One of the founders of structuralism, Roland Barthes, attended Benveniste's seminars at École Pratique. Pierre Bourdieu was instrumental in publishing Benveniste's other major work, Vocabulaire des Institutions Indo-Européennes in his series Le Sens commun at radical publisher Les Éditions de Minuit (1969). The title is misleading: it is not a “vocabulary”, but rather a comprehensive and comparative analysis of key social behaviors and institutions across Germanic, Romance-speaking, Greco-Roman, and Indo-Iranian cultures, using the words (vocables) that denote them as points of entry. It makes use of philology, anthropology, phenomenology and sociology. A number of contemporary French philosophers (e.g., Barbara Cassin, Nicole Loraux, Philippe-Joseph Salazar, François Jullien, Marc Crépon) have often referred to Benveniste's Vocabulaire and are inspired by his methodology and the distinction he draws between meaning (signification) and what is referred to (désignation). Jacques Derrida's famous work on "hospitality, the Other, the enemy" is an explicit "gloss" on Benveniste's ground-breaking study of host/hostility/hospitality in the Vocabulary.
Publications translated to English
- 1971: Problems in General Linguistics (Problèmes de linguistique générale, vol. 1, 1966), translated by Mary Elizabeth Meek. Coral Gables, Florida: University of Miami. ISBN 0-87024-132-X.
- 1973: Indo-European language and society (Le Vocabulaire des institutions indo-européennes, 1969), translated by Elizabeth Palmer. London: Faber and Faber. ISBN 0-87024-250-4. Republished as Dictionary of Indo-European Concepts and Society, translated by Elizabeth Palmer. Chicago: HAU Books 2016. ISBN 0-98613-259-4.
- 2018: Last lectures: Collège de France, 1968 and 1969 (Dernières leçons : Collège de France 1968 et 1969, ed. by Jean-Claude Coquet and Irène Fenoglio, 2012), translated by John E. Joseph. Edinburgh: Edinburgh University Press. ISBN 9781474439916.
- Hittite et indo-européen : études comparatives
- Indo-European language and society
- Les infinitifs avestiques
- Langue, discours, société (festschrift for Benveniste, edited by Kristeva et al)
- Origines de la formation des noms en indo-européen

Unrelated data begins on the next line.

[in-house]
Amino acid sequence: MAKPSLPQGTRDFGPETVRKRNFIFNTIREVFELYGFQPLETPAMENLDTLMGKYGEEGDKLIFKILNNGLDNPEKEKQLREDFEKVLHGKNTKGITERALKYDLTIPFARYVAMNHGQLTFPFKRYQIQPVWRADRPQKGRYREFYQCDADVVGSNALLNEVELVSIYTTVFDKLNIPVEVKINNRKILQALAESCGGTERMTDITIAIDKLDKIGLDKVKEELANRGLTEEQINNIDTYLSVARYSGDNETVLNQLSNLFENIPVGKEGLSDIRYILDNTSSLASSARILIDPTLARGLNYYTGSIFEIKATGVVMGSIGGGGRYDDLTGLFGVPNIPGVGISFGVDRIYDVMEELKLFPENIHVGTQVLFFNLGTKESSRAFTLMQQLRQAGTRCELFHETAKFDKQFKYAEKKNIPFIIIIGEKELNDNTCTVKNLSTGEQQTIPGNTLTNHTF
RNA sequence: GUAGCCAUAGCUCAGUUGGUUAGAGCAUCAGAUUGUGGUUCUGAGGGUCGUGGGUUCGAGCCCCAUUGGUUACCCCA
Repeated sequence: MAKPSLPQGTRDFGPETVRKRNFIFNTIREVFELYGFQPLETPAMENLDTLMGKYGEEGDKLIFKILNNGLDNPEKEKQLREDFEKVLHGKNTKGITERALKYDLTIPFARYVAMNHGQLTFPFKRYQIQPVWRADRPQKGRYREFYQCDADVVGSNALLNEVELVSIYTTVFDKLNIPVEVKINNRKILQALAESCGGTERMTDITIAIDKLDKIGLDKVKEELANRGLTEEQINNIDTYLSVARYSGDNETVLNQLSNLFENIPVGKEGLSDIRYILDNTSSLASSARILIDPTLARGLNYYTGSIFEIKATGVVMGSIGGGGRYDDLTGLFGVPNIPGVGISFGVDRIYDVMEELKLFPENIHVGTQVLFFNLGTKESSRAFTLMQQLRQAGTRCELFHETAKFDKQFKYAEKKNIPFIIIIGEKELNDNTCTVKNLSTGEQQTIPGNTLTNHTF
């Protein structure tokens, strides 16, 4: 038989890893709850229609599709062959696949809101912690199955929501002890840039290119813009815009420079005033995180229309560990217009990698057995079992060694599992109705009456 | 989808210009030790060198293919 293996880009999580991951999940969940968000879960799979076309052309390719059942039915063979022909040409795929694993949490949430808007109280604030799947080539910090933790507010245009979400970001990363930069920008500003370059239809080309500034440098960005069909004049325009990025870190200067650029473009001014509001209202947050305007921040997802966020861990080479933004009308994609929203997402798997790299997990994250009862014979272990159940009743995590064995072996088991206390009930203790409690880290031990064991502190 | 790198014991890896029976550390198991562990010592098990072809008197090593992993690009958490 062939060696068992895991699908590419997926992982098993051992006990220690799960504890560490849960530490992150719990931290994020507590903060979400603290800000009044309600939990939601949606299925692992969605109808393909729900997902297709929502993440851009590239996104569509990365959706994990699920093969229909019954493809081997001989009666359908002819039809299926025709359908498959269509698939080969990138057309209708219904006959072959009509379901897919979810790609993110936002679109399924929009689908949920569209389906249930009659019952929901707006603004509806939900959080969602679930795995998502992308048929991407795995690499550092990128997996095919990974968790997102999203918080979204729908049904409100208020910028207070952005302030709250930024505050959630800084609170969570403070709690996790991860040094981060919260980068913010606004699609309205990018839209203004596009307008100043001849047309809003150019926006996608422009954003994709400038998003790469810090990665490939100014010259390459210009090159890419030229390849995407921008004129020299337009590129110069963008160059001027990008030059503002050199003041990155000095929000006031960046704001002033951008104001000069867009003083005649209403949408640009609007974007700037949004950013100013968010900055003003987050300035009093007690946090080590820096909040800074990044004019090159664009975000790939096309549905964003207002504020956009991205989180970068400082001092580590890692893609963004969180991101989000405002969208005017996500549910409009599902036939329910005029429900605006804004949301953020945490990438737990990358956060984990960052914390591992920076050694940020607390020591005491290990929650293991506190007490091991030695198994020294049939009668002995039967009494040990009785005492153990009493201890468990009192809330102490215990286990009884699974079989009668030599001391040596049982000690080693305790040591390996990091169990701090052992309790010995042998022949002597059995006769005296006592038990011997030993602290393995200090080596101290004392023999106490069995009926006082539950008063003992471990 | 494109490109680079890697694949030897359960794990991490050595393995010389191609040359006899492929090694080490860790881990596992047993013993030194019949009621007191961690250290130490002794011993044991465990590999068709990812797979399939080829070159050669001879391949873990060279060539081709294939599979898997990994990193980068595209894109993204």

- The Persian religion, according to the chief Greek texts
- Problèmes de linguistique générale (2 vols.)
- Le Vocabulaire des institutions indo-européennes
- Inscriptions de bactriane extraits
- Last lectures: Collège de France, 1968 and 1969
- ^ Warnant, Léon (1968). Dictionnaire de la prononciacion française (in French) (3 ed.). Gembloux: Duculot. p. 443.
- ^ Calvert Watkins, 'L'Apport d'Emile Benveniste à la grammaire comparée,' in E. Benveniste aujourd'hui, Actes du Colloque International du C.N.R.S. Université François Rabelais Tours, 28 - 30 septembre 1983 Vol. 2 Peeters Publishers, 1984 pp. 3-11 p. 3.
- ^ Emile Benveniste, 'Nature du signe linguistique,' in Acta linguistica 1939, 1 pp. 23–29.
- ^ Jacques Derrida, De l'hospitalité, (avec Anne Dufourmantelle), Calmann-Lévy, 1997.
- ^ E. Benveniste, Le vocabulaire des institutions indo-européennes, Les Editions de Minuit vol. 1, 1969 pp. 87-101.
- Gérard Dessons, Émile Benveniste : L'invention du discours, In Press, 2006. (in French)
- Academic staff of the Collège de France
- University of Paris alumni
- Linguists from France
- Members of the Académie des Inscriptions et Belles-Lettres
- Academic staff of the École pratique des hautes études
- French people of Syrian-Jewish descent
- French Iranologists
- French Indologists
- People from Aleppo
- 1902 births
- 1976 deaths
- 20th-century French Sephardi Jews
- Emigrants from the Ottoman Empire to France
- Continental philosophers
- 20th-century linguists
- Jewish linguists
- Presidents of the International Association for Semiotic Studies